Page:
The U.S. Food and Drug Administration (FDA) has recently taken the spotlight as the agency continues its fight against pharmaceutical drug misbranding. While some critics claim that acting out against pharmaceutical drug misbranding violates the manufacturers’ free speech and First Amendment rights, others feel that the FDA should not be prohibited from acting in the best interests of the country’s consumers and medical community.
FDA Fights Pharmaceutical Drug Misbranding
The FDA continuously attempts to prevent the distribution and sale of drugs whose intended labeling and use are not FDA-approved. For example, if a manufacturer receives approval for a product intended to treat a specific condition in a focused group of consumers, the agency may react negatively if it receives word that the product in question is being marketed or promoted to other individuals for whom the product was not intended.
On January 14, 2010, for example, the FDA sent a warning letter to Bayer regarding its Mirena intrauterine device. According to the FDA, the manufacturer’s marketing tactics overstated the efficacy of Mirena and presented unsubstantiated claims while minimizing the risks of using the device. The FDA also asserted that the company’s methods included misleading or false presentations regarding the product and ordered the manufacturer to exclude unsubstantiated claims from its materials.
In another case in July 2013, the FDA wrote to Origin Biomed expressing its objections after the manufacturer made marketing claims on a social media site about Neuragen, an over-the-counter nerve pain medication. The federal government considers the product to be a prescription drug as it claims to treat diabetes and other medical conditions that require treatment and diagnosis by a physician. However, the FDA asserted that the labels on the products did not bear the “Rx only” symbol as is required by these products. The company was allowed 15 days to “tone down” the medical claims and removed all references to the word, “nerve.”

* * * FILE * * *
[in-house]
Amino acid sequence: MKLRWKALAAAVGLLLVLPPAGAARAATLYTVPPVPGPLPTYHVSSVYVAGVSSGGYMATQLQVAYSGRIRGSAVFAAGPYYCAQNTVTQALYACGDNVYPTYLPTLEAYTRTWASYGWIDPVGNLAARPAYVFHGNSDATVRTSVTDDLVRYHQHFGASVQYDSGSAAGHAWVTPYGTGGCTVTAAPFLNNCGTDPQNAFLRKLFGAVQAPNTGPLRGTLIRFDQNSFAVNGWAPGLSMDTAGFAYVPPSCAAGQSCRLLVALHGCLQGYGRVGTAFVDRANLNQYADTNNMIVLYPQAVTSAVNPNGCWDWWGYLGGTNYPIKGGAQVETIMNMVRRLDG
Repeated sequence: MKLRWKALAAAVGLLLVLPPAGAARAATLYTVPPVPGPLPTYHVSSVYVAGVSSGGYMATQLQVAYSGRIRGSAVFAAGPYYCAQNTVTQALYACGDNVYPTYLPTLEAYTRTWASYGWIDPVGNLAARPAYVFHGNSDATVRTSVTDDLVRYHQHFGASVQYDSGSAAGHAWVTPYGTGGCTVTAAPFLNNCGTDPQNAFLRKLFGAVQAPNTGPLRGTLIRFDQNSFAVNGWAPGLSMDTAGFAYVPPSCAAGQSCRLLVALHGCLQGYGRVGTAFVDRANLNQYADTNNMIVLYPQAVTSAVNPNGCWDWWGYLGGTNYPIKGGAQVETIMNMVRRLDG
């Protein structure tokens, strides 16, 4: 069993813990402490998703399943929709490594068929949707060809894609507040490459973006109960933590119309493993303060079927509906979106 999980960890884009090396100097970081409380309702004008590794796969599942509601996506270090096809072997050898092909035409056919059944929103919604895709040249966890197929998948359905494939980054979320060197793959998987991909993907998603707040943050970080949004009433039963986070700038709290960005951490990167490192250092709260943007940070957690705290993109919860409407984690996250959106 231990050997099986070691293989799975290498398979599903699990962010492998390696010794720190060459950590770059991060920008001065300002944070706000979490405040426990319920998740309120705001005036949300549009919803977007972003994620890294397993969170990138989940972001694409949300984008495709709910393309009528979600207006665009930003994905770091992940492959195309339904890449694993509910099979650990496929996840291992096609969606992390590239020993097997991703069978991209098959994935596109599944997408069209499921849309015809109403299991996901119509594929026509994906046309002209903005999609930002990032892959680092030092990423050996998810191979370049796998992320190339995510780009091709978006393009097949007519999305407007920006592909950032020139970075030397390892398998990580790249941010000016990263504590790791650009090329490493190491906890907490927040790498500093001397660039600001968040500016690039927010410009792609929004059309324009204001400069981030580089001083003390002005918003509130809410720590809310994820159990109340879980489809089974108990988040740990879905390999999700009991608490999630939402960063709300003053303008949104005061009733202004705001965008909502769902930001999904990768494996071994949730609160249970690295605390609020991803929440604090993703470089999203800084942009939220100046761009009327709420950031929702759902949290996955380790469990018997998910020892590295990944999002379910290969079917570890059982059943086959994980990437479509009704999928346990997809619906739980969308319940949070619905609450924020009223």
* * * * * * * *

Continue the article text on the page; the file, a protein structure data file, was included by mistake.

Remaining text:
Johnson & Johnson, one of the largest pharmaceutical companies in the world, has recently agreed on a $2.2 billion settlement to cover civil and criminal fines. The company was accused by the FDA of improperly promoting Risperdal, an antipsychotic drug, to individuals with developmental disabilities, children, older adults struggling with dementia and other patients for whom the medication was not initially intended nor tested.
Most recently, in November 2013, the FDA reportedly sent a letter to Aegerion Pharmaceuticals after the company’s CEO appeared on a talk show on CNBC. During the interview, the CEO suggested that one product manufactured by the company, Juxtapid, was effective and safe for several off-label uses that are closely-related to the uses for which it is approved by the FDA. However, the FDA took the statements as a form of pharmaceutical drug misbranding, as the approved labeling on the medication does not include complete or thorough directions such as those suggested by the CEO for uses that have not yet been approved by the FDA.
All for the Better of the Patient
Critics assert that the FDA has, in the past, relied solely on verbal information for the basis of conclusions rather than using speech as some or part of the evidence of an improper intent. Still, the agency must continue to police pharmaceutical drug misbranding in an effort to protect patients and consumers from products which may have not been adequately tested for the off-label uses.
In many lawsuits across the U.S., both past and present, plaintiffs often allege that they suffered from side effects, life-threatening complications or death due to pharmaceutical drug misbranding or misleading statements from manufacturers. Whether a drug maker hints at an alternative use for a product or claims that the drug is a miracle cure without any supporting evidence, the FDA must continuously monitor these claims and fight against pharmaceutical drug misbranding in order to protect the best interests and health of patients throughout the country.
Have Questions about the FDA’s Fights against Pharmaceutical Drug Misbranding?
If you or someone you love were injured and you feel that your condition was the result of misbranding, contact Attorney Group today to learn more about your legal rights. You may be entitled to pursue a claim for compensation and recover damages for lost wages, loss of income, mental anguish, pain and suffering or medical expenses you incurred as the result of your condition.